Online data collection and the future of AI development

By Omri Orgad
7 Min Read
Online data collection and the future of AI development 1

AI initiatives have quickly become integral to the present and future of many modern organizations. According to a Deloitte survey, 73% of IT and line-of-business executives see AI as an indispensable part of their current operations.

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But businesses are facing two key challenges. Firstly, the power and efficacy of AI systems is dependent on the information they are built on, and secondly, effectively training these systems requires huge quantities of very specific data.

Sourcing the right information

Often, the data required comes from the world’s largest source of information – publicly available online data. For example, organizations commonly use social media data to uncover information about consumer sentiment and behavior. This data is being used to help businesses develop AI systems and gain a competitive edge in a wide range of industries, including insurance, market research, consumer finance, and real estate.

By leveraging data from the likes of Twitter posts and online reviews, businesses can develop the AI insights needed to track competitor movements, stay on top of industry trends and remain afloat during periods of uncertainty. For example, hiring announcements and job postings on social media or other job websites in a certain industry could indicate an economic rebound in that sector.

But collecting these types of data on a large scale is easier said than done. Challenges such as being blocked by competitors when gathering data or encountering difficulties collecting data in certain target regions are commonplace. These challenges are further complicated by the need to counterbalance business goals with the responsibility of treating consumer data with the respect it deserves. Not only that, businesses must remain in accordance with data protection legislation such as GDPR.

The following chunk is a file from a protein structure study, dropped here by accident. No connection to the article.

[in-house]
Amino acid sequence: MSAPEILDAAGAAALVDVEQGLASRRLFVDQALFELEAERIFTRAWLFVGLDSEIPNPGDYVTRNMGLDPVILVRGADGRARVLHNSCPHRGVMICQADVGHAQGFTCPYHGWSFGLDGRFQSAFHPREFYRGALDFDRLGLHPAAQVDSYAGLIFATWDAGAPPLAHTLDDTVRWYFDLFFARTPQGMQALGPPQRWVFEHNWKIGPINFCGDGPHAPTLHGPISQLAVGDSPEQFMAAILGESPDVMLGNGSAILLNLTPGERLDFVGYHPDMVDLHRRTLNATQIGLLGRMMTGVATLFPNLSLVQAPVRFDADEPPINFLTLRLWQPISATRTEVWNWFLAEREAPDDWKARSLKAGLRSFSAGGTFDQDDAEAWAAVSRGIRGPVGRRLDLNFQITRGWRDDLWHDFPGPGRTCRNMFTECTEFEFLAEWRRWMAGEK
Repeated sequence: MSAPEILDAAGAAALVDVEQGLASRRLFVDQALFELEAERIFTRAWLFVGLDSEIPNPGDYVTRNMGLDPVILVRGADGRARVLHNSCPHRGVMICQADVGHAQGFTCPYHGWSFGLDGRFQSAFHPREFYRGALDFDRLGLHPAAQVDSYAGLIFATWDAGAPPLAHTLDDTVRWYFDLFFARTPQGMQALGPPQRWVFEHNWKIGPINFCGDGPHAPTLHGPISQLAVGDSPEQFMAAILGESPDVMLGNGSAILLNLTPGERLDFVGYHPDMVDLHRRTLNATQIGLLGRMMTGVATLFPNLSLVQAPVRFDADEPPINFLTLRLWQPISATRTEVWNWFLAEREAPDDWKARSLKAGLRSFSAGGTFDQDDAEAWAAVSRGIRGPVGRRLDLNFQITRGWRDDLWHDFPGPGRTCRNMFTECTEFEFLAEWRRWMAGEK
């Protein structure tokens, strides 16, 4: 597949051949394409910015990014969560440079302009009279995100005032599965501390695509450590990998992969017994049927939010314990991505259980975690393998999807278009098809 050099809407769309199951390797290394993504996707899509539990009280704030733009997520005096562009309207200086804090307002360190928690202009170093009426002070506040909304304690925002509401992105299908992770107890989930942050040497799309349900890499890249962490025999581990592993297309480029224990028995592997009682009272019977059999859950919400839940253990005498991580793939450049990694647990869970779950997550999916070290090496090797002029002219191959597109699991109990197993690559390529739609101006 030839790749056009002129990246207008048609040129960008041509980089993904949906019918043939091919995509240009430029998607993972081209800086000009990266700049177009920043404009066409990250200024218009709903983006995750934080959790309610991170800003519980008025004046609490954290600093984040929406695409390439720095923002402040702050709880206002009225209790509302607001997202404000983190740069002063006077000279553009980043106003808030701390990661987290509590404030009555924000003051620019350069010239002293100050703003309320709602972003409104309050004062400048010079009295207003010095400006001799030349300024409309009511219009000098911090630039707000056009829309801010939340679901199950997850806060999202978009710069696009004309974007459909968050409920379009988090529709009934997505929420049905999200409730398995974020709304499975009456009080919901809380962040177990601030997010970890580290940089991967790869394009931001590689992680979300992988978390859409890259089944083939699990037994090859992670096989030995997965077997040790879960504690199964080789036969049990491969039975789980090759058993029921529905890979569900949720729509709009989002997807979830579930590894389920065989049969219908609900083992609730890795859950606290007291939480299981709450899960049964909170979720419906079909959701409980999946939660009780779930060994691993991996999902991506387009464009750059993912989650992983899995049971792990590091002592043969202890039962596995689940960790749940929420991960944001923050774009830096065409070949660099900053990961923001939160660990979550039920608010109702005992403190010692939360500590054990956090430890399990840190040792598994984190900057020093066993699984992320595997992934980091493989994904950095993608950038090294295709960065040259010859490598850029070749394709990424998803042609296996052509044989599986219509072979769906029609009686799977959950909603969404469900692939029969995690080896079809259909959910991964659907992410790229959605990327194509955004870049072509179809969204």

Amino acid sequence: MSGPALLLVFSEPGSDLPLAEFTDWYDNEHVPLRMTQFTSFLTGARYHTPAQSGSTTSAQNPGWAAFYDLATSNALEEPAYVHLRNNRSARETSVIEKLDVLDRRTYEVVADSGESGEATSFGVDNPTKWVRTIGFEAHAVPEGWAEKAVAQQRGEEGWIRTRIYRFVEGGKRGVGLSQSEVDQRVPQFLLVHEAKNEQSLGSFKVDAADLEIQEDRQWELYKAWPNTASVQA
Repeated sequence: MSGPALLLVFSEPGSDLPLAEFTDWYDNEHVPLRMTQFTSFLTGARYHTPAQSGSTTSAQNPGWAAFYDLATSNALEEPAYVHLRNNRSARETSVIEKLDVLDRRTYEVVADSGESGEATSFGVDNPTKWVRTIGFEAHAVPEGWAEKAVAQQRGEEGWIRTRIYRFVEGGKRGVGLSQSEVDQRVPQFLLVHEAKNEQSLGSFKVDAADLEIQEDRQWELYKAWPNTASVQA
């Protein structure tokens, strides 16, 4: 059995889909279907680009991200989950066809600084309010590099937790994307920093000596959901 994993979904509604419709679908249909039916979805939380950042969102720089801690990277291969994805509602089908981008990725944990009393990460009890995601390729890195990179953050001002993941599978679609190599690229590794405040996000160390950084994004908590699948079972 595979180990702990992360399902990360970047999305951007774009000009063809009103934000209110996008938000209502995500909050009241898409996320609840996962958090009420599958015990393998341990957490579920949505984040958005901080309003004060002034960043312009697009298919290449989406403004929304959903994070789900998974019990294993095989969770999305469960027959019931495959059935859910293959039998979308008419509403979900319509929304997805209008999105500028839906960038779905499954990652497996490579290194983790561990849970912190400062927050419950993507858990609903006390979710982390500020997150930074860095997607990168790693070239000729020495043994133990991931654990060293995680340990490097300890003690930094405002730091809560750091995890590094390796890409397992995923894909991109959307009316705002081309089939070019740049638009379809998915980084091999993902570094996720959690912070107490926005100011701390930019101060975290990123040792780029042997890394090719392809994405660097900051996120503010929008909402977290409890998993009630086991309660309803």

If businesses want to be able to develop the AI systems they need to stay competitive in a responsible manner, taking the right approach to online data collection is an all-important factor.

Pay attention to the method of data collection

When it comes to properly and effectively training AI systems, it’s essential that businesses follow the appropriate data collection protocols. Only “clean” and accurate data can create the level of return on investment (ROI) required.

However, data collection processes are often hindered by competitors, such as by preventing data scraping in an attempt to maintain a competitive advantage. For example, requests seen as coming from data centers may be blocked by websites, or fed incorrect information. This can have a significant impact on ROI, with research from Cognilytica indicating that 80% of project time is spent cleaning data in preparation for AI usage. Businesses can solve this problem by leveraging a robust network of residential IPs. With this in place, data collection requests will appear as indistinguishable from real consumer activity, so will yield the same data points.

Instead of data being blocked or displayed incorrectly, IP proxy networks enable businesses to view online information exactly as it appears to everyday consumers, thereby providing a realistic and transparent view of the internet in every region. Having this level of market visibility is vital for businesses, providing insights such as how dynamic pricing impacts the cost of an online product for consumers in different countries. Having these subtle distinctions reflected in organizations’ data sets will give them the tools to produce the value-creating AI models they need to prosper.